International Thought ● 5reformed, disputed, contested, condemned, prohibited, abandoned, and soforth. Unlike wolves, which are destined to forever repeat themselves, peopleare historical agents: they make, unmake, and remake the worlds in whichthey live. This has happened time and again over the course of history. At one timeit was generally held, by secular rulers and clerics alike, that the pope was thesovereign ruler of the Latin Christian world. At a later time European kingsinvoked a divine right to rule. Later still, sovereignty was claimed to reside inthe people. Each one of these arrangements was understood to be proper,legitimate, and lawful during its particular time. The international system orsociety is, in itself, historical: it has existed only for the past three or fourcenturies. The medieval world that existed previously—Latin Christendomor respublica Christiana—was markedly different: it did not recognize locallysovereign authorities; kingdoms, republics, and principalities were not inde-pendent as we understand the term. On the contrary, they were part ofrespublica Christiana, and subordinate to it. Bernard of Clairvaux puts itthus: “The Kings of Germany, England, France, Spain and Jerusalem, withall their clergy and people, cleave and adhere to the lord Pope, as sons to theirfathers, as members to the head.”8 Latin Christendom was, in turn, a signif-icant change from the more substantial and centralized Roman Empire thathad gone before. The latter was markedly different from Hellas, the looseconstellation of Greek city-states that existed previously. One could keep ongoing farther back in time. But that would only repeat the point, which isthat historical change is a characteristic of international relations broughtabout by the people involved and the ideas, beliefs, and values they conceive,avow, and pursue. “Everything is temporary.”9 We are temporary. The politicalworlds that we construct are temporary too. That makes change inevitable,in both the shorter and the longer term. The people involved in world affairs at different periods of history havedecided and determined, for example, that the state should have authorityover the church (rather than the other way around, as in the medieval era),that religion should not be a causus belli (as it was during the Reformationand perhaps still is for some people in the Middle East and elsewhere), thatforeign conquest and colonization should be prohibited rather than allowed(as they were during the era of Western imperialism), that self-determinationshould be a universal right of all peoples (rather than a right only ofEuropean or Western peoples), that wars of aggression should be unlawful(rather than lawful), that wars of national liberation should be lawful (ratherthan unlawful), that the great powers should have a collective responsibilityto uphold international peace and security (rather than merely a national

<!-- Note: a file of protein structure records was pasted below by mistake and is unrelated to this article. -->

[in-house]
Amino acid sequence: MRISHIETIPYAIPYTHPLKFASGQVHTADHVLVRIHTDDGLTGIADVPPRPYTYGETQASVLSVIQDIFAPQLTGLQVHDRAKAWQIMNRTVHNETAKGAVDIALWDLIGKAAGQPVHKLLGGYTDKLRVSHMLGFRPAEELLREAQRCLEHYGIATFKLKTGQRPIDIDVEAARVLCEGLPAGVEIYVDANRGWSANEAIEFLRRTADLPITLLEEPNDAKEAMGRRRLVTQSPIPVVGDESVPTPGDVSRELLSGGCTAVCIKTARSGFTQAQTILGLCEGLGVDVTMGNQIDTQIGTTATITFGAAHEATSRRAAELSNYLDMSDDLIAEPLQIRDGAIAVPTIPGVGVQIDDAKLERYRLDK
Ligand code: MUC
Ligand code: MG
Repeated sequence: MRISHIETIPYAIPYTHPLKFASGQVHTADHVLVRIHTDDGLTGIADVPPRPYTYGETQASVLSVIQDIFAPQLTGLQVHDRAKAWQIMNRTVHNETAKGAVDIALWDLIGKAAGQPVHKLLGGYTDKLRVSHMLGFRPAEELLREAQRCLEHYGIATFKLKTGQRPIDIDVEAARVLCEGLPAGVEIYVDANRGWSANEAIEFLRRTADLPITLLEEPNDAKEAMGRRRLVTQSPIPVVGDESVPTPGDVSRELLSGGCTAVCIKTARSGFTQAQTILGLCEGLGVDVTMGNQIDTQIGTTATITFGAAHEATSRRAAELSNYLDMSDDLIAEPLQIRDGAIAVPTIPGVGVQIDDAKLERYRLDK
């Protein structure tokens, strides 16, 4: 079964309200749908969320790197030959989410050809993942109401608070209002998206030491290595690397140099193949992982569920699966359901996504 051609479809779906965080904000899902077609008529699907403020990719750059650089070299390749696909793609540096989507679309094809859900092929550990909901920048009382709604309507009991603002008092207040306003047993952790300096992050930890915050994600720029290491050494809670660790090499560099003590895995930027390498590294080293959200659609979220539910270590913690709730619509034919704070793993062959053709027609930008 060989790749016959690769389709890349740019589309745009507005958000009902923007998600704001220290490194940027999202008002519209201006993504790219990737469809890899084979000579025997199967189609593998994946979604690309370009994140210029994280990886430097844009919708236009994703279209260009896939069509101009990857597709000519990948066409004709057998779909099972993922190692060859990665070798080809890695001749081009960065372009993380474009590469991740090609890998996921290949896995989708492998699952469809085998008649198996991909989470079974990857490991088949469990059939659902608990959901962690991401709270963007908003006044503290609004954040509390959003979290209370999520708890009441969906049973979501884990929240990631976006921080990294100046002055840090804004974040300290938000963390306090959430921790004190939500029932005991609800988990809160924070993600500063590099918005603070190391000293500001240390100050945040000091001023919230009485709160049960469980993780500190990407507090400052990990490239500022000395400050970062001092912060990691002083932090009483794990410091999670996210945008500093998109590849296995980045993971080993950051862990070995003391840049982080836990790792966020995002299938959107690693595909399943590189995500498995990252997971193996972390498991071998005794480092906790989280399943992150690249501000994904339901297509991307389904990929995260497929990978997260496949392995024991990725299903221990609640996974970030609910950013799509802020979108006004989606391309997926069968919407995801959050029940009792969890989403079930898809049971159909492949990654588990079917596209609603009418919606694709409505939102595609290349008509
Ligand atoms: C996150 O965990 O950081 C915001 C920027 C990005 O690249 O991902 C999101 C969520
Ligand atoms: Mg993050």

6 ● Classical and Modern Thought on International Relationsinterest in sustaining the balance of power), that weapons of mass destructionshould be subject to international inspection and control (rather than beleft to the sovereign decisions of statesmen), and so on. These are but afew examples of noteworthy changes in international standards in recentcenturies. Practices of international recognition also change over time. What theyhappen to be will say much about the international system or society and theconduct of its members at any particular period of history. During the laterMiddle Ages it was the practice to recognize only Christian rulers or regna, apractice that was necessary to uphold Latin Christendom. Following thereligious wars of the sixteenth and seventeenth centuries it became the prac-tice to recognize Protestant as well as Catholic rulers and regimes. Still later,in the seventeenth century, Russia, an Orthodox Christian Kingdom, beganto be widely recognized by the states of Western Europe.10 At a later periodthe practice of recognition was secularized and changed to one of recognizingonly European states, then only Western states. In the mid-nineteenthcentury the practice of recognizing non-Christian and non-Western stateswas initiated, tentatively, for the Ottoman Empire and Japan. It was not untilthe twentieth century that non-Western states began to be widely recognized,starting with British and French mandates in the Middle East—Iraq (1930),Syria (1944), and Lebanon (1944)—and accelerating with the independenceof India and Pakistan in 1947. Before that time European Empires existed inmost non-Western parts of the world. Those empires recognized each otherand refused to recognize the indigenous political systems they ruled.Decolonization turned that upside down by acknowledging that non-Western peoples had rights of self-determination and self-government, andthat Western imperial powers had no right to refuse or resist their demandfor independence. All of this taken together obviously adds up to verysignificant and rather sweeping historical change. It cannot be adequatelyunderstood without grasping the fuller meaning of international recognitionas a normative idea. The history of international thought, in significant part, consists of reflec-tion on episodes such as these. It, too, is a story of change. But it is also astory of continuity. Many questions of world affairs are anything but new,and many good answers to them have been given before. These questionsinvolve, for example, the justification of war, the rights and responsibilitiesof sovereign states, the rights and roles of individuals, and the laws andpractices regulating world commerce. The history of international thought,in some fundamental respects, is a history of questions and answers inregard to persisting issues of world affairs, one of the most important of